DyeVert Plus: Making Imaging Safer!


SAN ANTONIO, Texas. (Ivanhoe Newswire) — For people who have multiple health conditions, fixing one can sometimes lead to problems with the other. Now, there is a new technology called DyeVert, which precisely controls and measures the amount of dye used in heart catheterizations and other procedures requiring imaging. For some patients, the dye itself can be toxic if the kidneys can’t flush it out of the system.

“I love her. She’s the best mother. I wouldn’t want any other,” Vincent Bowlin explained to Ivanhoe.

Vincent Bowlin, father of three with one on the way, is very concerned about his mom, Mary, who’s undergoing a heart catheterization. Mary is also diabetic. Her kidneys don’t function fully, making the procedure, which uses contrast dye, a risky one.

“When someone needs multiple procedures, one after another, each procedure puts them at risk for furthering kidney damage. And so if we can save the contrast dye at each step, we can then prevent a worse outcome in terms of her kidneys,” Anand Prasad, MD, FACC, FSCAI, RPVI, Associate Professor of Medicine at UT Health Science Center at San Antonio, Interventional Cardiologist at University Hospital stated. (Read Full Interview)

Doctor Prasad was the first in the U.S. to use DyeVert Plus, which precisely measures the right amount of contrast dye.

Doctor Prasad explained, “The dye itself is toxic to the kidneys and when someone has impaired renal function, they don’t excrete the dye like they should, so it sits there causing more and more damage.”

DyeVert uses Bluetooth wireless signals to give doctors real-time tracking of contrast dye, so patients aren’t getting any more than they really need. Mary loves her six grandchildren, wants to keep up with them, but with her trademark sense of humor says, right now; it’s good to be able to hand them back to mom and dad.

Mary said to Ivanhoe, “You can take care of them for a little bit, but once they get out of hand … Ok bye!”

DyeVert Plus, made by Osprey Medical, received FDA clearance earlier this year. The system is now being used at hospitals across the country.

Contributors to this news report include: Donna Parker, Field Producer; Bruce Maniscalco, Videographer; Cyndy McGrath, Supervising Producer; Gabriella Battistiol, Assistant Producer; Roque Correa, Editor.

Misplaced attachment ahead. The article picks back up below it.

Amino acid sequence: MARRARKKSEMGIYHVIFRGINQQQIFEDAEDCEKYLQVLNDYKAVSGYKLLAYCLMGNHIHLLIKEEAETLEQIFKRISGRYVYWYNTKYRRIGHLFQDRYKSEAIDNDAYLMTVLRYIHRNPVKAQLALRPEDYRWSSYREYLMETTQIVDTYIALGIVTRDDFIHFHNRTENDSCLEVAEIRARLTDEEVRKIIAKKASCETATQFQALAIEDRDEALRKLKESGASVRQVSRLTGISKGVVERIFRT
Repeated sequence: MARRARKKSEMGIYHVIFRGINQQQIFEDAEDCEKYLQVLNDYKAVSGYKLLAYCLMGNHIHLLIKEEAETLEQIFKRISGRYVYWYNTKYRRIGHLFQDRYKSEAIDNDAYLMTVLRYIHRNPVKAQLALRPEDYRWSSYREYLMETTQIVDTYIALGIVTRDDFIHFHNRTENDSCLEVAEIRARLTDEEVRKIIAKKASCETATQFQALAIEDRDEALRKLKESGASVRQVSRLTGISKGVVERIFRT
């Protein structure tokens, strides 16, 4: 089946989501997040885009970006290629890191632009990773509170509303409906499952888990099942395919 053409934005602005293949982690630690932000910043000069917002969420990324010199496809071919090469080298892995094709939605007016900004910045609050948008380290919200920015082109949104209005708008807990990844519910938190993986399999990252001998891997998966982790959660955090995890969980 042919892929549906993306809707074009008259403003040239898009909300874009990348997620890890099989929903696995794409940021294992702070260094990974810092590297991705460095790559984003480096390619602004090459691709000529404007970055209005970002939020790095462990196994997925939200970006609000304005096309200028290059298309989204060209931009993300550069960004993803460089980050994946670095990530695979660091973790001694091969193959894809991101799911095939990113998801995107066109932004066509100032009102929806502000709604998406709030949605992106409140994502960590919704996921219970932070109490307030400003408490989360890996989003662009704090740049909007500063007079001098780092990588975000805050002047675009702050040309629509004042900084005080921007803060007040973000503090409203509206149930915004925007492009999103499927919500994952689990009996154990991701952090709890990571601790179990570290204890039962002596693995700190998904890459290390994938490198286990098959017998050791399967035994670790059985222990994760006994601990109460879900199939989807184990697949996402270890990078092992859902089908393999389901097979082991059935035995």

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REPORT:          MB #4310

BACKGROUND: In a heart catheterization or a cardiac catheterization, a doctor puts a small, flexible, hollow tube, referred to as a catheter, into a blood vessel in the arm, neck or groin. This is threaded through the blood vessel into the aorta and finally into the heart. Once in place, several tests may be done. The doctor can place the tip of the catheter into different areas of the heart to measure pressures in the heart chambers, or take blood samples and to measure oxygen levels. The doctor may guide the catheter into the coronary arteries and inject contrast dye to check the blood flow through them. This is called coronary angiography.
(Source: http://www.hopkinsmedicine.org/healthlibrary/test_procedures/cardiovascular/cardiac_catheterization_procedure_92,P07964/)

COMPLICATIONS: Possible risks of complications include pain, bleeding or bruising where the catheter was inserted, blood clots or damage to the blood vessel where the catheter was inserted, infection around the site and problems with heart rhythm (usually temporary). More serious, rare complications include ischemia or decrease in blood flow to the heart which may result in chest pains and even a heart attack. Sudden blockage of the coronary artery, a tear in the lining of the artery, stroke, and finally possible kidney damage from the dye used during the procedure are also possible. This risk of kidney failure as a result of the dye is especially high for those with poor or low kidney function.

(Source: http://www.hopkinsmedicine.org/healthlibrary/test_procedures/cardiovascular/cardiac_catheterization_procedure_92,P07964/)

NEW TECHNOLOGY: DyeVert Plus is a new technology which regulates the amount of contrast dye doctors give to a patient during heart catheterizations and other procedures which require imaging. DyeVert Plus uses Bluetooth wireless signals to give doctors real-time tracking of contrast dye so patients aren’t getting any more than they really need. This can prevent the risk of the kidneys having a toxic reaction to too much dye if they have impaired function and aren’t able to properly excrete it as they should. DyeVert Plus was created by Osprey Medical and received FDA approval earlier this year. The system is now being used in hospitals across the country.

(Source: Anand Prasad, MD)


Don Finley


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